For scammers, social media offers a landscape to easily manufacture a fake persona. In addition, scammers can hack into existing profiles to add “friends” to the account to later use for conning. Also, scam artists can use advertiser tools on social media platforms to target teenagers with fraudulent or fake advertisements catered to their personal details such as their age, interests or past purchases.
The importance of protecting personal data and checking teens’ privacy settings on their social media accounts should be reinforced to teenagers
Seeking parents’ information: Criminals have also found that teenagers’ online activities while using their prepaid debit cards can lead them to their parent’s personal information, such as their names, addresses, phone numbers, credit card information and Social Security numbers.6 Teenagers’ personal information (and access to their parents’ devices and personal information) makes them valuable targets for criminals. Scammers will target payment information where possible, which oftentimes includes parents’ personal information. Typically, the end goal of scamming is using the information to make fraudulent purchases or sell the information on the dark web.7
Tips to Equip Teens Against Online Scams
The importance of protecting personal data and checking teens’ privacy settings on their social media accounts should be reinforced to teenagers. Most social media platforms will allow users to control their privacy by choosing who can see their content. Once the privacy settings are in place, it is still important to remind teens to think carefully before sharing too much information. It is also important to encourage teens to be more critical of the advertisements they see online. If the option is available, teens should opt-out of targeted advertising on social media. Ads will often look genuine, which may encourage them to visit these websites to make a purchase. It is safer to visit a site directly than rely on a link in an advertisement.
Teens also should be informed to beware of money transfer requests from anyone that they do not know. Not only can their personal and financial information be compromised, but their parents’ personal and financial information is also vulnerable.
If you become aware of something that looks suspicious online, then it is important to act. You can report scams to the police or The Internet Crime Complaint Center,8 a division of the FBI. The Internet Crime Complaint Center provides victims of online scams with a reporting mechanism that alerts authorities of suspected crimes conducted on the internet.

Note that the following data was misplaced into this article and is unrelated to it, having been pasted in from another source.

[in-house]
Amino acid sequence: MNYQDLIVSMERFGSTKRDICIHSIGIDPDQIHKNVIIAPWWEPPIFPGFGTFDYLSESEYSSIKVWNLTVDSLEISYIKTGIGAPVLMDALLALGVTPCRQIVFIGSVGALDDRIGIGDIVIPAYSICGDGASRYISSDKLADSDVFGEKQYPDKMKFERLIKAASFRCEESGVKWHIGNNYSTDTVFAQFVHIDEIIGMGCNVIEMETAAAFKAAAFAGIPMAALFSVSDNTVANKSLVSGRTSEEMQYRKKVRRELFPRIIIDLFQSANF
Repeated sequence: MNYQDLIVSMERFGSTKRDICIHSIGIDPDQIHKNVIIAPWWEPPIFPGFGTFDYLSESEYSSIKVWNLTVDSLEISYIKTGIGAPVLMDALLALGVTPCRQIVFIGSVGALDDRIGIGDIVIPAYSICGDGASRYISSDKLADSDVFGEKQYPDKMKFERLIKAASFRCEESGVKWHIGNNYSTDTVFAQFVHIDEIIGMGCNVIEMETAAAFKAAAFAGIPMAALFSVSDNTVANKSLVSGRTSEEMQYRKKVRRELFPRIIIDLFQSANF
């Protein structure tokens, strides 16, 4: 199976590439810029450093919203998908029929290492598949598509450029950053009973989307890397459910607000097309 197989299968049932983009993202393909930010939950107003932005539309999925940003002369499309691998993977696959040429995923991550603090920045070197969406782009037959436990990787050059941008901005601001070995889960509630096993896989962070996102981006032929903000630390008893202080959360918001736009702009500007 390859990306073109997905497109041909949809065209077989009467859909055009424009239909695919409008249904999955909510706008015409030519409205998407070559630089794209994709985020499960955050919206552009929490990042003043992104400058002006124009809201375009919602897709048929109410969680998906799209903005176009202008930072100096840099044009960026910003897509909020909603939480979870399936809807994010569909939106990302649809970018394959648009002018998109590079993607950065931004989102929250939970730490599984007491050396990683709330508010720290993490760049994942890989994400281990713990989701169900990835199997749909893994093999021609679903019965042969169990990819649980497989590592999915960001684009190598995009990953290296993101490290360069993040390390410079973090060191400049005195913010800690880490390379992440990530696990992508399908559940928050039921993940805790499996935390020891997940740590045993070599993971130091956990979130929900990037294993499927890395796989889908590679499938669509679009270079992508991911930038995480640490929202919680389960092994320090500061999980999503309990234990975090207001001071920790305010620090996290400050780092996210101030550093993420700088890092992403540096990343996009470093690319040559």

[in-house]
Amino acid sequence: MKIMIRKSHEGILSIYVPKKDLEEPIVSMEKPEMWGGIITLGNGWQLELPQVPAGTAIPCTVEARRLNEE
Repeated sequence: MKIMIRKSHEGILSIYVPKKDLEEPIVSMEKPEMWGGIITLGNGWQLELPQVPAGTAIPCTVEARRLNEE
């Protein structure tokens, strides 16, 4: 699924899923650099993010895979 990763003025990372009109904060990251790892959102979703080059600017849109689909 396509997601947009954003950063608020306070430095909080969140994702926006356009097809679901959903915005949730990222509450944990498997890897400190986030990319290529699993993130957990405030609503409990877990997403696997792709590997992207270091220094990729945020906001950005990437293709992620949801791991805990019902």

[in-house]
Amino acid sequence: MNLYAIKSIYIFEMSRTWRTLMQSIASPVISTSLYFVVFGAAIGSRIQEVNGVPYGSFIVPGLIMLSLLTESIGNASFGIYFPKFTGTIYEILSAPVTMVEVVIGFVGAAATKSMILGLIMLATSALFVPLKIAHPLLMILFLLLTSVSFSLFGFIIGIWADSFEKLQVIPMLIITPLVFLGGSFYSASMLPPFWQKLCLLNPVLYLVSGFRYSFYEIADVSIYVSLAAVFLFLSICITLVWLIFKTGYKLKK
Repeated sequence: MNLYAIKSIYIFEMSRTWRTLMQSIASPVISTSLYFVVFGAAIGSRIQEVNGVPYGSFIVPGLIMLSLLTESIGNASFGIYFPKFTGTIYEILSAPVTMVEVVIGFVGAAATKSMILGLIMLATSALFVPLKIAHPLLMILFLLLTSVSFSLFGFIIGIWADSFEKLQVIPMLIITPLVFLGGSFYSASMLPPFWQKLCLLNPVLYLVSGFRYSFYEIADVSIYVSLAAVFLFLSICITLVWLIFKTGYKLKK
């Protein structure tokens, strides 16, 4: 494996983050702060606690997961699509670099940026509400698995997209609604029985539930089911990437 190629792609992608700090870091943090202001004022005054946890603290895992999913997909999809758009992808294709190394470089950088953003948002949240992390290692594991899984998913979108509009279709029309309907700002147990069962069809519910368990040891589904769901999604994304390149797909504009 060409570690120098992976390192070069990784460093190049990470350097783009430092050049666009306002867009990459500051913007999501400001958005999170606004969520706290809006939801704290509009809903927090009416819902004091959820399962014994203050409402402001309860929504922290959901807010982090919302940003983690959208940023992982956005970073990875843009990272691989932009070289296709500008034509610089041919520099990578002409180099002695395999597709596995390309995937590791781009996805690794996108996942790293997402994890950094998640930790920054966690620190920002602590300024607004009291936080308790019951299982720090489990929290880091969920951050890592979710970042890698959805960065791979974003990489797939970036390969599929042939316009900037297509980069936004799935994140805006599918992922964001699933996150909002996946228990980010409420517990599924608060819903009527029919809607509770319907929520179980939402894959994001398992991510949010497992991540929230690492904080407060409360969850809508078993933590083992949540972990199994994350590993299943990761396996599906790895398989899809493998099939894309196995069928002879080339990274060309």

Prepaid debit card accounts for teens make it easier for parents to disburse allowance money or simply give a few extra dollars to their children. The funds are loaded by electronic transfer from the parent’s bank account, which saves parents from taking trips to the bank to make cash withdrawals. Teens spend a significant amount of time on the internet, and a prepaid debit card provides them with the convenience of making online purchases. However, as prepaid debit card accounts for teens are becoming increasingly common, teens are becoming increasingly vulnerable to online attacks. The use of prepaid debit cards by teens is extremely attractive to scam artists online as there is the potential for not only gaining access to the teenager’s personal information but also to the parent’s personal and financial information. Parents should consider and open prepaid debit card accounts with FIs that have protective measures that monitor transactional fraud patterns in prepaid debit card accounts.
Mavis Bennett, CAMS, AVP assistant BSA officer and transaction monitoring manager, Community Federal Savings Bank, NY, USA
- Janet Fowler, “10 Common Scams Targeted at Teens,” Investopedia, September 7, 2022, https://www.investopedia.com/financial-edge/1012/common-scams-targeted-at-teens.aspx
- “How Scammers Target Kids Online,”Onpoint Community Credit Union, https://www.onpointcu.com/blog/how-scammers-target-kids-online/
- The Internet Crime Complaint Center, Federal Bureau of Investigation, https://www.ic3.gov